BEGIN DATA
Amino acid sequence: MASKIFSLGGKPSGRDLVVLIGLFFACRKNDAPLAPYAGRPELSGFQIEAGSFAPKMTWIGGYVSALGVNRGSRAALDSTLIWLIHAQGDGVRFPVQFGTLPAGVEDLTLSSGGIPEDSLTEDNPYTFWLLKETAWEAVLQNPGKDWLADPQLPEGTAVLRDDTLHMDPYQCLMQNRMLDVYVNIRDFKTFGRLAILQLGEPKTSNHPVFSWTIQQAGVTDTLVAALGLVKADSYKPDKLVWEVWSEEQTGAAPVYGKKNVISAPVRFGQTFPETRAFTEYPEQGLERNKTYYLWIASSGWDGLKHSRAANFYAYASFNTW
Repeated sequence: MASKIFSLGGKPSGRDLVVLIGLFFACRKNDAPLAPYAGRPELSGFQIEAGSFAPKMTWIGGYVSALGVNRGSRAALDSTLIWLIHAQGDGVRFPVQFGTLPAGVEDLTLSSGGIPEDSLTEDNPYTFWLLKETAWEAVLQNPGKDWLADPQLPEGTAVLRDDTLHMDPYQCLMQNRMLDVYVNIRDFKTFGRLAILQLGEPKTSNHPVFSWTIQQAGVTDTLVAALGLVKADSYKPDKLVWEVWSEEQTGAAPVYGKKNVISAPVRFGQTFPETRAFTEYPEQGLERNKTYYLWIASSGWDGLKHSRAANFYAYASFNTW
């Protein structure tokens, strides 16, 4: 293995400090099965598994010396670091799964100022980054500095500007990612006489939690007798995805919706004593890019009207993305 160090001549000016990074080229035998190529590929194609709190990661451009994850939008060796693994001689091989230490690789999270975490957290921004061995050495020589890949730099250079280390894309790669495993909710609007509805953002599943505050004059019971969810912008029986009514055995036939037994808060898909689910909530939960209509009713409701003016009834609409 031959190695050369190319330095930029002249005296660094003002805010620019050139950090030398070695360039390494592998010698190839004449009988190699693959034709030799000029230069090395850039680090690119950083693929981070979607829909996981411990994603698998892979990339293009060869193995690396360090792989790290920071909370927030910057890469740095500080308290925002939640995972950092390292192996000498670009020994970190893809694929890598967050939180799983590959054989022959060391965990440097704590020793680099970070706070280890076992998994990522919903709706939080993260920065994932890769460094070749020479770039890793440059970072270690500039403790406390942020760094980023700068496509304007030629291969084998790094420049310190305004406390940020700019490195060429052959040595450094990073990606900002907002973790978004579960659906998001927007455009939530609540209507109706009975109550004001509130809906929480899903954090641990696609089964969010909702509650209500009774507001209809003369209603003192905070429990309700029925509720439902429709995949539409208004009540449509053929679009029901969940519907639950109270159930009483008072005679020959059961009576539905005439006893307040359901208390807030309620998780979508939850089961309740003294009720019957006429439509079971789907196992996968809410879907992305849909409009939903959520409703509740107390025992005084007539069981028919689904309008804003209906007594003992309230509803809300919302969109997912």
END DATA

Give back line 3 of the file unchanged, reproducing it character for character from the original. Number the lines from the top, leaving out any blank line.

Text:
């Protein structure tokens, strides 16, 4: 293995400090099965598994010396670091799964100022980054500095500007990612006489939690007798995805919706004593890019009207993305 160090001549000016990074080229035998190529590929194609709190990661451009994850939008060796693994001689091989230490690789999270975490957290921004061995050495020589890949730099250079280390894309790669495993909710609007509805953002599943505050004059019971969810912008029986009514055995036939037994808060898909689910909530939960209509009713409701003016009834609409 031959190695050369190319330095930029002249005296660094003002805010620019050139950090030398070695360039390494592998010698190839004449009988190699693959034709030799000029230069090395850039680090690119950083693929981070979607829909996981411990994603698998892979990339293009060869193995690396360090792989790290920071909370927030910057890469740095500080308290925002939640995972950092390292192996000498670009020994970190893809694929890598967050939180799983590959054989022959060391965990440097704590020793680099970070706070280890076992998994990522919903709706939080993260920065994932890769460094070749020479770039890793440059970072270690500039403790406390942020760094980023700068496509304007030629291969084998790094420049310190305004406390940020700019490195060429052959040595450094990073990606900002907002973790978004579960659906998001927007455009939530609540209507109706009975109550004001509130809906929480899903954090641990696609089964969010909702509650209500009774507001209809003369209603003192905070429990309700029925509720439902429709995949539409208004009540449509053929679009029901969940519907639950109270159930009483008072005679020959059961009576539905005439006893307040359901208390807030309620998780979508939850089961309740003294009720019957006429439509079971789907196992996968809410879907992305849909409009939903959520409703509740107390025992005084007539069981028919689904309008804003209906007594003992309230509803809300919302969109997912």